My name is Amethyst.
I am a trans woman — wife, cat mom, daughter, and sister. This is who I am.
- You can call me “Amy” if you’d like.
- Please use she/they pronouns when referring to me.
- Please do not use my old name, even when talking about past me or past events.
- Please do not ask personal questions about my transition.
I started this journey over four years ago, but the difficult parts have only just begun. I greatly appreciate all of your love and support.
Thank you! 💜
I am a gender fluid person. My preferred pronouns are they/them.
This is difficult for me to say publicly. I’ve been trying to find the right time and the right words for over a year now.
Most of my life, I’ve known deep down that I didn’t fit into the traditional male gender role or expectations, even if I didn’t understand what that meant. I was often insulted, ridiculed, or harassed on a regular basis for being myself. I learned through trial by error how to “blend in”, and suppressed other emotions or behaviors for fear of how I would be perceived by everyone else. There wasn’t a lot of introspection involved–just reactions to external judgement. Without the vast array of media that’s now become available to everyone these days, I don’t know that I could have fully understood who I was even if I’d tried. I just didn’t have the conceptual framework or cognitive tools necessary to unpack notions of gender roles, let alone to analyze how they affected me or my own position within them.
But now I do, and I’ve become more aware of who I’ve been all along. The past few years have been a slow awakening and acknowledgement of how I feel and what truly makes me feel happy. It’s complicated, and I don’t claim to have a full definition of who I am, but I like to believe it includes some combination of courage, femininity, intelligence, empathy, and emotional strength. I’ve started to embrace this in what I wear and how I express myself as a person. I’ve bought and worn more “women’s” clothes, shoes, and accessories in the past two years than traditional “masculine” items, and it’s been absolutely liberating. Some of my closest coworkers, friends, and family have seen a small number of these over the past couple years, but I suspect most have not realized what they were seeing, because they only see what I’ve been willing–or felt safe enough–to share with the rest of the world.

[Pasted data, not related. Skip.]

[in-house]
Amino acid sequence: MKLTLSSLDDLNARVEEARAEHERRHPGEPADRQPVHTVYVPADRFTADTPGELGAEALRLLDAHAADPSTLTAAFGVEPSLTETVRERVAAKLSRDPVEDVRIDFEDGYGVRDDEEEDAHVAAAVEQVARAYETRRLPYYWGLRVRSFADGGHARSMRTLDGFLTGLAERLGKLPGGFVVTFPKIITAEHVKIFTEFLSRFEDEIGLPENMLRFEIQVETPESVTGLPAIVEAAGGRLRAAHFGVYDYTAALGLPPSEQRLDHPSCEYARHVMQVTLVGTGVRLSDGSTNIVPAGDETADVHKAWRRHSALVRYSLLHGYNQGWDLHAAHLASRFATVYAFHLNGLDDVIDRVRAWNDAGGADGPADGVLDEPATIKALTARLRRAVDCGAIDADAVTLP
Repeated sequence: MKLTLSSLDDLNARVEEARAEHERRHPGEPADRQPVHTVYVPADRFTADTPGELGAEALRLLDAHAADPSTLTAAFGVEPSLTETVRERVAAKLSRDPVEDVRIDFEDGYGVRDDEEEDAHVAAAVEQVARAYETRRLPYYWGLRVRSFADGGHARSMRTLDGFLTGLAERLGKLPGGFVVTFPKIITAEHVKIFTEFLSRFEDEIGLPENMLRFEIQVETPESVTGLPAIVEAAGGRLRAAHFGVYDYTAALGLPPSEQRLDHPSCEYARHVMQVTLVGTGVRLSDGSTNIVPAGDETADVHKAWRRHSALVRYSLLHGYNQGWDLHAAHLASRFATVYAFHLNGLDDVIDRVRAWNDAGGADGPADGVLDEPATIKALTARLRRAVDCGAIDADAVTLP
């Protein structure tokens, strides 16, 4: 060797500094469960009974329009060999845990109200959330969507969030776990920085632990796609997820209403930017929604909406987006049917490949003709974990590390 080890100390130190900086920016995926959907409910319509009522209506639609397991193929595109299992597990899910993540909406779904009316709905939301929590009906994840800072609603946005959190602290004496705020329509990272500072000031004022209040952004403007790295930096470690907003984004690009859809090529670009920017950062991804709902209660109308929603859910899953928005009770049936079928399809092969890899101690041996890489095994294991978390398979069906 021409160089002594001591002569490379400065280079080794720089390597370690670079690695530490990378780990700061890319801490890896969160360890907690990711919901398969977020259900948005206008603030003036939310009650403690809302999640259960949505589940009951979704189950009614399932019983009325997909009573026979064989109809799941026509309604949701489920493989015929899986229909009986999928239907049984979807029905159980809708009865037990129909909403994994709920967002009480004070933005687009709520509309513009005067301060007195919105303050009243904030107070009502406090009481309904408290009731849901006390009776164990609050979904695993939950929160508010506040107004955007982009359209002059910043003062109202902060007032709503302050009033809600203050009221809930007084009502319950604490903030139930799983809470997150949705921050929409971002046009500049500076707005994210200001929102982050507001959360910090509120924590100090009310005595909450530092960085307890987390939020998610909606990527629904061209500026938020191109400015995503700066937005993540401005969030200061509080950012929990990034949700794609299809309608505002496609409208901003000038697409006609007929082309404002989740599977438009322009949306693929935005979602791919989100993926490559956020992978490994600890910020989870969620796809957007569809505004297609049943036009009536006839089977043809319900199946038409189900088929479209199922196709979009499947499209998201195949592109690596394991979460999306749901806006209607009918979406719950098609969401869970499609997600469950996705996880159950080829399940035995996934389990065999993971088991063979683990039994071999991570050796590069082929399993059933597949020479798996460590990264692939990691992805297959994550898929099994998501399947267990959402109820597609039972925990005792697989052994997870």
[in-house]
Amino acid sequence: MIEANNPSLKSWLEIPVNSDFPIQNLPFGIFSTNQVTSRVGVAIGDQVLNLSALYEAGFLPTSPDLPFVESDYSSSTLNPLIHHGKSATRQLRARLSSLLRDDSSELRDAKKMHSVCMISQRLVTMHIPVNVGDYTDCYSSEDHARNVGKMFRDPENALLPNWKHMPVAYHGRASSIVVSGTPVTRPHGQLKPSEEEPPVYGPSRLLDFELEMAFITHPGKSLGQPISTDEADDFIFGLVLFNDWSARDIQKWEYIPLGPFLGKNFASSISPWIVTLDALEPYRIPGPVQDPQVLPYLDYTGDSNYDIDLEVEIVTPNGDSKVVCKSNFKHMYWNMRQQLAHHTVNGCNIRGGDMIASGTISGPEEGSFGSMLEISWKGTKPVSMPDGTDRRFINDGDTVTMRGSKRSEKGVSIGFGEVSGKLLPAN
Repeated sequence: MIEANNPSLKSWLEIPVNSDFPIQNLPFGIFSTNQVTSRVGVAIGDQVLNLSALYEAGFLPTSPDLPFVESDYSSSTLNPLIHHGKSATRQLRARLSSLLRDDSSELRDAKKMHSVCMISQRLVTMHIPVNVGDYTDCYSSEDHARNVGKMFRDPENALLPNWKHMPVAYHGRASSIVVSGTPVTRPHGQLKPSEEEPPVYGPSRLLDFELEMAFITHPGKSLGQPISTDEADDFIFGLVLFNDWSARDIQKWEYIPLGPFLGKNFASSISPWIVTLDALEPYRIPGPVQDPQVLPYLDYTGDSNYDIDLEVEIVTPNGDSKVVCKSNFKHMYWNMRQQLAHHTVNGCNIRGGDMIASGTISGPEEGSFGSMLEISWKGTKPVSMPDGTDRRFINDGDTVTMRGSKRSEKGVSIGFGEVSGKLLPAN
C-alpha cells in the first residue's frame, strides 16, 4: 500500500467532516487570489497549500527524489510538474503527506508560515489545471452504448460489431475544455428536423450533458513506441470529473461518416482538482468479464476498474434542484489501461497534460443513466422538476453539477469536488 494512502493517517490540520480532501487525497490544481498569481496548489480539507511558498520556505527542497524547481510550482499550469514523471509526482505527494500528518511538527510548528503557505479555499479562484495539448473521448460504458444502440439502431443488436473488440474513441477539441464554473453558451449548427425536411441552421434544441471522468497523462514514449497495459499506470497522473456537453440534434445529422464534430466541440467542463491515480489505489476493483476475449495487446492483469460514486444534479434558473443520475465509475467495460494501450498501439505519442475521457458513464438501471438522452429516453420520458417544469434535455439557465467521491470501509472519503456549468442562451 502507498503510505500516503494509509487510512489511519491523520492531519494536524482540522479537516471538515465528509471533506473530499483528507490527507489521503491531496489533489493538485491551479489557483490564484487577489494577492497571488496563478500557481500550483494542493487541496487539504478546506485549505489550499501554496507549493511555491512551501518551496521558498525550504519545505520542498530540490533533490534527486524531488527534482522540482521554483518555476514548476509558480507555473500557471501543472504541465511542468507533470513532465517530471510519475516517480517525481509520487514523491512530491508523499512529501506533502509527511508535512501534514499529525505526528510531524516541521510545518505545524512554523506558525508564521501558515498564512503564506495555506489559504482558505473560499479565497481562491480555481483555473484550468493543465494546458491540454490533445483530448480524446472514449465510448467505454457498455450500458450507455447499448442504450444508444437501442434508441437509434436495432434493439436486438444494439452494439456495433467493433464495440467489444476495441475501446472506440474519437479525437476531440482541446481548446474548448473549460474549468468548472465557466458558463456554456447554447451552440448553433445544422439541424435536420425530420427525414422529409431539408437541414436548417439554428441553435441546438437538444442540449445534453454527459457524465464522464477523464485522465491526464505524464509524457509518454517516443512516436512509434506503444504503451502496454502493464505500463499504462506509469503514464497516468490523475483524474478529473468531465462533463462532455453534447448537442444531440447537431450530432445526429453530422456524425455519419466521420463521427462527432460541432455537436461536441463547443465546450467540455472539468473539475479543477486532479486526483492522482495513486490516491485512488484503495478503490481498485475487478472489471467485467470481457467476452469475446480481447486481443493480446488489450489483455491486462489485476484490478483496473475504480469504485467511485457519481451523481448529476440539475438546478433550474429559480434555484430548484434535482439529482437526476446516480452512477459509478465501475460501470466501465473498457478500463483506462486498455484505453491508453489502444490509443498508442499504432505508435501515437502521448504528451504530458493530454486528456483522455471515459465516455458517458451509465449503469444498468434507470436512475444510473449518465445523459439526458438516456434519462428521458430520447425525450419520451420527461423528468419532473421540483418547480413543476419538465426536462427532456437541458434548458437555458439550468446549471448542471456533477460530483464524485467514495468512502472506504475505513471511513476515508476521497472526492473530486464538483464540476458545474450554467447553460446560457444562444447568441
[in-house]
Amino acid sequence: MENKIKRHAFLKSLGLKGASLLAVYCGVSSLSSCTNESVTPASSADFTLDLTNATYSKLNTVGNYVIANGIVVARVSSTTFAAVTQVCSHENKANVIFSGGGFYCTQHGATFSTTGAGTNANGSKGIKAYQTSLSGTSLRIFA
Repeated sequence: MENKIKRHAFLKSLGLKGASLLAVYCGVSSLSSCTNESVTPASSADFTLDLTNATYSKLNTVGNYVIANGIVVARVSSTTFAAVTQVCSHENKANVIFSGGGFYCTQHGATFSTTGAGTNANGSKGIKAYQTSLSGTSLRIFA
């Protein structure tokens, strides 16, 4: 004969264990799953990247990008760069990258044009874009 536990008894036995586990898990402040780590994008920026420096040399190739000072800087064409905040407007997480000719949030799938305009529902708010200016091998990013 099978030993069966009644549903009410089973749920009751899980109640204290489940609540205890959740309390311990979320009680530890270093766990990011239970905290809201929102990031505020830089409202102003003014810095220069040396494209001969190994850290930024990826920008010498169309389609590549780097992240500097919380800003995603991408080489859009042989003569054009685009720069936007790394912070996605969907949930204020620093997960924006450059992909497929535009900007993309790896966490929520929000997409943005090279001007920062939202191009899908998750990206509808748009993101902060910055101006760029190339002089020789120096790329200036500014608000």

I live in daily fear that expressing my true self in public may result in uncomfortable, dangerous, or even deadly consequences. Transgender, non-binary, and queer people face incredible risk in our society, just trying to live as who we are. As we become more visible in society, the number of hate crimes being committed against us is increasing. Even in progressive areas, I’ve witnessed name calling and harassment of queer people by bigots who thrive on intimidation and violence. This is absolutely unacceptable in our society, but it “works”; fear is an effective tactic. I’ve refused to wear overtly feminine clothes in public, because no matter how many allies I have in this world, it only takes one asshole to ruin–or end–my life, and I can’t know who they are until it’s too late.
Coming out here won’t change that. I already expect to see harassment–or at least be treated differently–by those who read this. I’m prepared to delete comments, and block people online or in real life, that refuse to accept me for who I am. Being visibly queer will most likely carry a stigma and risk for the rest of my life, but maybe it will also let me be more comfortable around those that do accept me, and that alone will be worth it to me. I don’t know if I’ll ever feel safe being myself in public, but I’m fortunate to now have a full-time remote position at one of the most diverse and accepting companies I’ve ever seen, increasing the time I can spend with my best friend, being the person I’ve always been. Over time, I’m sure that how I express myself will change and adapt as I learn more about myself and what makes me happy. I hope that some day I can feel safe enough to share more of my authentic self in public as well.
I’m truly thankful to have an amazing best friend, wife, and soul mate in Ember, who truly accepts and embraces me for who I am. She is, and always will be, the love of my life. At every step of this journey, she has been my rock and my guiding star, and I will never be able to express just how much it means to have her support.
I would also like to thank my friends, coworkers, and every other visible queer person I know that took these steps before me, so that I can more easily understand who I am and who I want to be.